Do you have any thoughts on licensed social consumption of cannabis at concert venues? Certainly it wouldn’t change very much at most Slightly Stoopid shows, or could it?

It would be rad if you could just go to the merch booth and get [some weed]. We’re making strides; even though it’s mass produced and it seems like everyone’s involved, it’s still about the local growers who keep that underground movement alive, which I like, because we came from the underground as a band. Like I said, music and the herbs kind of bring everybody together.

The band was on Skunk Records for the first five or so years, then you started your own label and seemingly never looked back. Did you ever imagine that you could grow your following this big without a major? Did you even care?

I don’t think you could ever imagine it getting to the way it is. It’s crazy because with every tour, you kind of pinch yourself going, This is incredible. We have such a grassroots, organic fan base. It’s rad to see, because you see people who have kind of grown up with the band, and now they are there with their kids and their kids are fans of the band. It’s something special and we’ve been really blessed. I think just the way we rolled out originally, nonstop touring—we were touring before the internet, so we’re going into 30 years. I appreciate it everyday. I get to make music with my best friends and you’re getting to travel around the world and see all the crazy people and all vibe out together. It’s pretty incredible.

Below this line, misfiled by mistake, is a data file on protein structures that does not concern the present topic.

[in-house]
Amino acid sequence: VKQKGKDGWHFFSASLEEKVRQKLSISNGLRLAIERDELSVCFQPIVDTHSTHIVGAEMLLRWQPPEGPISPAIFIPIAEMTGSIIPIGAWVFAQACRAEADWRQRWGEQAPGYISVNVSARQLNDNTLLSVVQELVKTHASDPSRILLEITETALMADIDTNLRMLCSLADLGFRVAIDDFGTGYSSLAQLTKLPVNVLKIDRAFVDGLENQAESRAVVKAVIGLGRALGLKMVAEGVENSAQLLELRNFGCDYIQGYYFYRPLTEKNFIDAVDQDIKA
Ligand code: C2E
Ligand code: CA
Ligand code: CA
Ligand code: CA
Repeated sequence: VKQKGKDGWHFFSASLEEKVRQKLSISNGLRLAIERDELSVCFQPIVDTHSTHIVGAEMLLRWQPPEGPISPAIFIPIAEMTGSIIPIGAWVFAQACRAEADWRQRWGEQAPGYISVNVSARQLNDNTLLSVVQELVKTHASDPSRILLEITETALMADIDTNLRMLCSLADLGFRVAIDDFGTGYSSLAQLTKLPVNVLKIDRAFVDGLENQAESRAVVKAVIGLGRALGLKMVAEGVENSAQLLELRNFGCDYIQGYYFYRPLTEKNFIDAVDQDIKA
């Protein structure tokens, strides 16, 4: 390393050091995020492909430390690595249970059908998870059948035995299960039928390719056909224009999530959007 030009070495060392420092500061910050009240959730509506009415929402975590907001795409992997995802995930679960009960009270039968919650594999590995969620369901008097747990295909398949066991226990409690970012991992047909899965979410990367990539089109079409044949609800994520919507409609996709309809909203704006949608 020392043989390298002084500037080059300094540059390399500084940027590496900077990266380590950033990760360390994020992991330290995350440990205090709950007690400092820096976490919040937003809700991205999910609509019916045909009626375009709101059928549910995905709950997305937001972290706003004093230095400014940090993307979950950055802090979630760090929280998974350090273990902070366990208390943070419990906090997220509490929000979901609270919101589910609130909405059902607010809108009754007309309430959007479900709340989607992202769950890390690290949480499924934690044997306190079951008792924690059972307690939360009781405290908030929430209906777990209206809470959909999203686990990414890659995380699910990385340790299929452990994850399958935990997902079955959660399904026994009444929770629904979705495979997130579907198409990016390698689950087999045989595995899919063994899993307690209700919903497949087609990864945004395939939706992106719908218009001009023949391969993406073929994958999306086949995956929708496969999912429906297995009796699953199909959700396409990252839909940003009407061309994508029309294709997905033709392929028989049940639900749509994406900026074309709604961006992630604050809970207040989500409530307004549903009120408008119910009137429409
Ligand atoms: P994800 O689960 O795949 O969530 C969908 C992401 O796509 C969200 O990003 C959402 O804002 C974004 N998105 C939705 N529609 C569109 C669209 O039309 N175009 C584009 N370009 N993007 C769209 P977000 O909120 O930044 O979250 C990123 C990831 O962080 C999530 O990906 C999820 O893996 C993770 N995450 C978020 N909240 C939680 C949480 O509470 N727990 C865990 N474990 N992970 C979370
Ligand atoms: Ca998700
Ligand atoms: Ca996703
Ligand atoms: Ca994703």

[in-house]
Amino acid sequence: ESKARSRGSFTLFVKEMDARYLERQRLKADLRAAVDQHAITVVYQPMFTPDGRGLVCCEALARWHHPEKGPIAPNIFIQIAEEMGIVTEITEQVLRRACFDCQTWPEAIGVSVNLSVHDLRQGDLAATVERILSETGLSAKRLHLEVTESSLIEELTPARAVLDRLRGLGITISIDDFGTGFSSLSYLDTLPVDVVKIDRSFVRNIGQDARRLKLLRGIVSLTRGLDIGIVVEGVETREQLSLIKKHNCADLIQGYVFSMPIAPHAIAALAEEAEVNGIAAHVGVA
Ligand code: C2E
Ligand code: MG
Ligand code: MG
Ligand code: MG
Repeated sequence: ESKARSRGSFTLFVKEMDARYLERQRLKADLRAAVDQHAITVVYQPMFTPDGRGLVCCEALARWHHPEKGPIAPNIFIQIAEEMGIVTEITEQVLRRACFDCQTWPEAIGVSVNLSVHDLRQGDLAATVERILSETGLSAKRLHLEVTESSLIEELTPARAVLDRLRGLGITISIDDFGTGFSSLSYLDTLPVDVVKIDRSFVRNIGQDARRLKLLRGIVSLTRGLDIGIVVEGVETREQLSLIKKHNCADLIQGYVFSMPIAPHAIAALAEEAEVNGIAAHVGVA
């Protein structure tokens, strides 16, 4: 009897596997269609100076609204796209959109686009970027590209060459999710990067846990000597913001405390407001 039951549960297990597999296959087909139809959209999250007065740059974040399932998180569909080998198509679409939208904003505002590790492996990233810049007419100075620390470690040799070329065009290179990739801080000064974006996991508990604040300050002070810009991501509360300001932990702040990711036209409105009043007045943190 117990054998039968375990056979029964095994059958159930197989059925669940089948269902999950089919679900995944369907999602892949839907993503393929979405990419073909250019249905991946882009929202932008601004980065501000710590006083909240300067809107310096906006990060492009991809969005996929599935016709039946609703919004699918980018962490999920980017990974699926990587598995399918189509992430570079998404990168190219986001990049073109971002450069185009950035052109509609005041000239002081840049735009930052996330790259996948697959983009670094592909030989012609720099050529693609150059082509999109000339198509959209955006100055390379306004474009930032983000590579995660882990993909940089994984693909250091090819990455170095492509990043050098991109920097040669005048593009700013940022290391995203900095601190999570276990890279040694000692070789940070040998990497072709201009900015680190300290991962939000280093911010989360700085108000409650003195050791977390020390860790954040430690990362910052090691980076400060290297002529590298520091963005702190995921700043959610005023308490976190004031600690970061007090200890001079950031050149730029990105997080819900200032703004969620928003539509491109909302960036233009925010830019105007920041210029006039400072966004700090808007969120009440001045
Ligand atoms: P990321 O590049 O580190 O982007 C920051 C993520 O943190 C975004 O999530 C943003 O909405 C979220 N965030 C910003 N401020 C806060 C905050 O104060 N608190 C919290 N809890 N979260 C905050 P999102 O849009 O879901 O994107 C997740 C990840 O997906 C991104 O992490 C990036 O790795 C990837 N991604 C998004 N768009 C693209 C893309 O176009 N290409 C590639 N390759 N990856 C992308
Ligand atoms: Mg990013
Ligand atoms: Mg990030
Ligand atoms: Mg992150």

You’ve said, “We love to play music, we love to be onstage, but we don’t want cameras in our faces. I’m not going to style my hair differently because that’s what’s hip.” And yet, the band has exploded in the social media era. Is that a case of you just being yourselves and the fans taking the rest into their own hands?

We’ve never really been those [kinds of people who are] always in the camera. That’s not who we are. We came from Ocean Beach, we grew up just beach kids surfing and skating and having a great time. We started the band together; me and Kyle have been friends since we were in diapers, so for us it’s just been the energy we get from the people, the energy we get from being on stage, that’s what we love. All the other stuff, that wasn’t really our thought process. We came from more of a punk rock kind of background. Yes, we have social media, it’s amazing … we’ll post important things about the band, and if you see us [in person], we’re going to kick it and have a drink with you, but we’re not going to sit there each day and go on camera and talk about the day. For us that would be kind of faking it.